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Lifestyle
In Tune With One Another
A small instrument unites a group of senior citizens in Beijing together
By Ji Jing | NO. 27 JULY 2, 2015

 
Wang Suzhen (center) performs with other harmonica enthusiasts in Beijing's Temple of Heaven on June 7 (WEI YAO)

Wang Suzhen, a 64-year-old lady who lives in Wangjing, a prime residential area in the northeastern part of Beijing, travels for two hours by bus and subway to the Temple of Heaven every Sunday, simply for the purpose of playing harmonica with her ensemble.

"I forget all the unhappy things in life whenever I come and meet the group," said Wang.

The group Wang is speaking about is a mouth organ ensemble that consists of nearly 50 senior citizens with an average age of around 65, most of whom are retired local residents.

Open access 

Established in 2005, the team play harmonica together twice every week: from 9 to 11 a.m. icancern Jingshan Park on Saturday and in the Temple of Heaven on Sunday. Both parks are located in downtown Beijing.

Wang first encountered the group performing in 2005, when she had retired from her factory job. An active and lively character, she joined the group without any hesitation.

Wang said that she learned to play harmonica in the late 1960s. But since she got married in the late 1970s, she had been kept busy by her work and family life and had to completely lay her mouth organ aside.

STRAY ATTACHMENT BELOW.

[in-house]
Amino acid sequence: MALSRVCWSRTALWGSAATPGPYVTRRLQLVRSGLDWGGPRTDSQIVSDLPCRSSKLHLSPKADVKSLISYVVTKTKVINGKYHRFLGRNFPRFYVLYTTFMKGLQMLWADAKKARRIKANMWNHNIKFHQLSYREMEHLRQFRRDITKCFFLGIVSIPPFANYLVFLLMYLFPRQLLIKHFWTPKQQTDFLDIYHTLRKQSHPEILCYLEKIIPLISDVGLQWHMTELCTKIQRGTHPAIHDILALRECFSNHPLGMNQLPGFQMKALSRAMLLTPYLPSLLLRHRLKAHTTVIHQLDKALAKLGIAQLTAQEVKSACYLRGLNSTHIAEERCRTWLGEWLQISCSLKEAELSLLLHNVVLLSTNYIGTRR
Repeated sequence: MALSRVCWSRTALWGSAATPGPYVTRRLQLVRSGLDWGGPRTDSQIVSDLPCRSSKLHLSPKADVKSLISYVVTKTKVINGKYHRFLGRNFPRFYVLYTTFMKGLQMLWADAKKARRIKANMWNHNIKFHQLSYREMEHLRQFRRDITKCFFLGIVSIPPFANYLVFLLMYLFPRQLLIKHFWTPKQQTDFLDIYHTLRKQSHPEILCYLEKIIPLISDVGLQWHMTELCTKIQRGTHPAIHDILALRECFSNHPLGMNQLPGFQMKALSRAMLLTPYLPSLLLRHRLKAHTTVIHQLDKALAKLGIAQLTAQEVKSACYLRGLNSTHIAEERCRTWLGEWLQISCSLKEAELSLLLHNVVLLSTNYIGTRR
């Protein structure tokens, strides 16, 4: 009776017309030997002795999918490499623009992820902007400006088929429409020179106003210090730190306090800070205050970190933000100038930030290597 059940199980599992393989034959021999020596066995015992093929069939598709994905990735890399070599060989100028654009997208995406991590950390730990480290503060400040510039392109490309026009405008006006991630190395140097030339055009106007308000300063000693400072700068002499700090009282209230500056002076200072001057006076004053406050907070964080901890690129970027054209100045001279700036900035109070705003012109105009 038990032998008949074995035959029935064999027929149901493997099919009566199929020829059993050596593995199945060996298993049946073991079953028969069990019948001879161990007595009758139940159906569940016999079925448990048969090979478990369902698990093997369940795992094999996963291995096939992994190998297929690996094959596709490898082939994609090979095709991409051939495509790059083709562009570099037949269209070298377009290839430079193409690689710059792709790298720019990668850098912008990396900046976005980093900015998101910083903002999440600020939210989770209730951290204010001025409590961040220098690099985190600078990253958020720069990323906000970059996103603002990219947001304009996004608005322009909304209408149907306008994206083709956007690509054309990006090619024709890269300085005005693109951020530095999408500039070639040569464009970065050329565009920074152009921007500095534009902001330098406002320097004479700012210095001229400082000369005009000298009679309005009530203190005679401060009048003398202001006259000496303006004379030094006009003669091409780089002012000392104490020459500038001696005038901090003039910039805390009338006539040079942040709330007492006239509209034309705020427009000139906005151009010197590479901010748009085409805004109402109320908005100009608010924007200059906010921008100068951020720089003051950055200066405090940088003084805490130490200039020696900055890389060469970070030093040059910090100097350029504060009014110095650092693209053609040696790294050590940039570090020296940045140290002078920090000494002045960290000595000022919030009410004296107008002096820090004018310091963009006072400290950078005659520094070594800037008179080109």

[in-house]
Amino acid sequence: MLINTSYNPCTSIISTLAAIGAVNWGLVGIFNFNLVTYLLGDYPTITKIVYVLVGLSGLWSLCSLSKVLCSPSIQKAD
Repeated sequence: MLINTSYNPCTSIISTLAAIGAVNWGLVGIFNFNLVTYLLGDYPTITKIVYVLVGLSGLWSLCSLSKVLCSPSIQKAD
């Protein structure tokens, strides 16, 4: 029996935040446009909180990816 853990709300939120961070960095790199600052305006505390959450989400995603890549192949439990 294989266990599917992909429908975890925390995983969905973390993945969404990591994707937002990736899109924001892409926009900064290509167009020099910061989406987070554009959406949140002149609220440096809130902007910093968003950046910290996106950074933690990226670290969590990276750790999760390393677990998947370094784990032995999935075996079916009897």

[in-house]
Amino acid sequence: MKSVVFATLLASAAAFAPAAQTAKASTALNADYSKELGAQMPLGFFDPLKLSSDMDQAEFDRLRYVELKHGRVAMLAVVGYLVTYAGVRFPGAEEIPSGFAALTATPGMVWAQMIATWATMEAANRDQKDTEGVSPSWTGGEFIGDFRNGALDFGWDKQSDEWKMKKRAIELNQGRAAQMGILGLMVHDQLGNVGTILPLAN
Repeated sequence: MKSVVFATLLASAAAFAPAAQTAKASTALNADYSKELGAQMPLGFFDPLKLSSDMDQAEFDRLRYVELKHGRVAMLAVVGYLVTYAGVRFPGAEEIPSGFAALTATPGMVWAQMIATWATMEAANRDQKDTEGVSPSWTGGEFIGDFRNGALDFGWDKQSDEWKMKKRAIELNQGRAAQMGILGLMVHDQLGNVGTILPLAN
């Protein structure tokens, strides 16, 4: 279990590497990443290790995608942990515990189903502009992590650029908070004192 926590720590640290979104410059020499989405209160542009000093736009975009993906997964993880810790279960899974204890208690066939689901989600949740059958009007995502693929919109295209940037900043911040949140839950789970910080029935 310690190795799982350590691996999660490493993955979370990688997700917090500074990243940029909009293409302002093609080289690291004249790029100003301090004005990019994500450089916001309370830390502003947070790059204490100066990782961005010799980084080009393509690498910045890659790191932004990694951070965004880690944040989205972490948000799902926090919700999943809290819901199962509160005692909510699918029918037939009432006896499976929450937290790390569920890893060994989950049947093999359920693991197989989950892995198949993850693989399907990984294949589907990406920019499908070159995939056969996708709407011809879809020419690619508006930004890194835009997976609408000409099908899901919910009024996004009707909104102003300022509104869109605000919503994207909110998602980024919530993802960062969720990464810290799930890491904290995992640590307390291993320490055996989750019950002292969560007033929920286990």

It was not until 10 years ago that she picked up her hobby once more.

Wang has regularly taken part in the group's activities during the past 10 years except for several years in-between when she looked after her daughter's baby.

Wang quoted her daughter as saying, "My mother has found in the group a place where she belongs. She will relinquish all other commitments in order to take part in the activities, as it would truly kill her to give them up."

Wang told Beijing Review  that she has made friends with many of her teammates and whenever a fellow member is ill, she will pay them a visit with her other teammates.

 
Jiang Wenlan, a wheelchair-bound member of the ensemble (WEI YAO)

Sixty-five-year-old Jiang Wenlan said that she could not have lived to the present day without having joined the ensemble. Jiang has been paralyzed since she was 3 months old by a disease that left her unable to walk. To make matters worse, she was diagnosed with cancer in 2005.

"Ever since joining the ensemble, I have been in a very good mood. All the teammates are warm-hearted and treat me well. Nobody looks down upon me because of my physical conditions," said Jiang, seated in her wheelchair.

Every weekend, Jiang's husband and daughter carry her to the two parks by an electro-tricycle from home.

Not only Beijing residents but also some people from other regions across China have joined the group.

Sun Guoqiang is one such member. The 55-year-old is also the youngest in the group. His work location changed from his hometown in east China's Jiangsu Province to Beijing six years ago.

Feeling lonely and bored one Sunday, Sun went to a park and found the group performing. The erudite-looking man, who has been playing the instrument since junior middle school, later brought his mouth organ to play with the group and they immediately hit it off.